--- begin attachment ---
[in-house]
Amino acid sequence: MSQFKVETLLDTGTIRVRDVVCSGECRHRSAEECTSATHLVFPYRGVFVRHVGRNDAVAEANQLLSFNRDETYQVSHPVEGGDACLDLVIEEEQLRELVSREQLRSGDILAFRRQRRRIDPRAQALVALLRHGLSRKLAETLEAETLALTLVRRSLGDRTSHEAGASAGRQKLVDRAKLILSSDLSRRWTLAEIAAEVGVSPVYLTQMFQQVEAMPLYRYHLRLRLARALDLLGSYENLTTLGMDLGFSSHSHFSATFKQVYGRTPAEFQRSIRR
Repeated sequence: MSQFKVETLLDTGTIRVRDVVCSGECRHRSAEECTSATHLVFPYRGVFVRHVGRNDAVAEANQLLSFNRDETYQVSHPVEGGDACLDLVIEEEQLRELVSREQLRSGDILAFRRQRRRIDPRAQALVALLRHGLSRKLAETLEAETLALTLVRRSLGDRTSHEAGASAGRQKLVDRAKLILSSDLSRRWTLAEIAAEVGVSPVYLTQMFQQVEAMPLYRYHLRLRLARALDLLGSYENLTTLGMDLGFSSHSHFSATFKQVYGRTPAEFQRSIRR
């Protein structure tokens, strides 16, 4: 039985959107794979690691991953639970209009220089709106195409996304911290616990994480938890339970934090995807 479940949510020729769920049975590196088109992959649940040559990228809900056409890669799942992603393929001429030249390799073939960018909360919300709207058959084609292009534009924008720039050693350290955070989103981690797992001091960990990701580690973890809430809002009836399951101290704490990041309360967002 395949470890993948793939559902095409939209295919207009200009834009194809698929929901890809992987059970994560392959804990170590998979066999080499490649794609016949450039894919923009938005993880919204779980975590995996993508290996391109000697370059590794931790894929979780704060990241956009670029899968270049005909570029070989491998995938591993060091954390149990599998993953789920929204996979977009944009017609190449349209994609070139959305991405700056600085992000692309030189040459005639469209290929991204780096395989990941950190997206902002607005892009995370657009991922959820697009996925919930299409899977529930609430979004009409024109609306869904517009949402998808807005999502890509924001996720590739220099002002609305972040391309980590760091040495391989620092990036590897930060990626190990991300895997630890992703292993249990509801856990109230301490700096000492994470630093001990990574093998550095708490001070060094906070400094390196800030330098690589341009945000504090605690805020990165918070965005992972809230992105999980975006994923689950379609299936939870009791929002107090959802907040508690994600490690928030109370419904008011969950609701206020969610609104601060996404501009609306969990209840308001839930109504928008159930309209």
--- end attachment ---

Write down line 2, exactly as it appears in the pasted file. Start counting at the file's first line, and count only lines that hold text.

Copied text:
Amino acid sequence: MSQFKVETLLDTGTIRVRDVVCSGECRHRSAEECTSATHLVFPYRGVFVRHVGRNDAVAEANQLLSFNRDETYQVSHPVEGGDACLDLVIEEEQLRELVSREQLRSGDILAFRRQRRRIDPRAQALVALLRHGLSRKLAETLEAETLALTLVRRSLGDRTSHEAGASAGRQKLVDRAKLILSSDLSRRWTLAEIAAEVGVSPVYLTQMFQQVEAMPLYRYHLRLRLARALDLLGSYENLTTLGMDLGFSSHSHFSATFKQVYGRTPAEFQRSIRR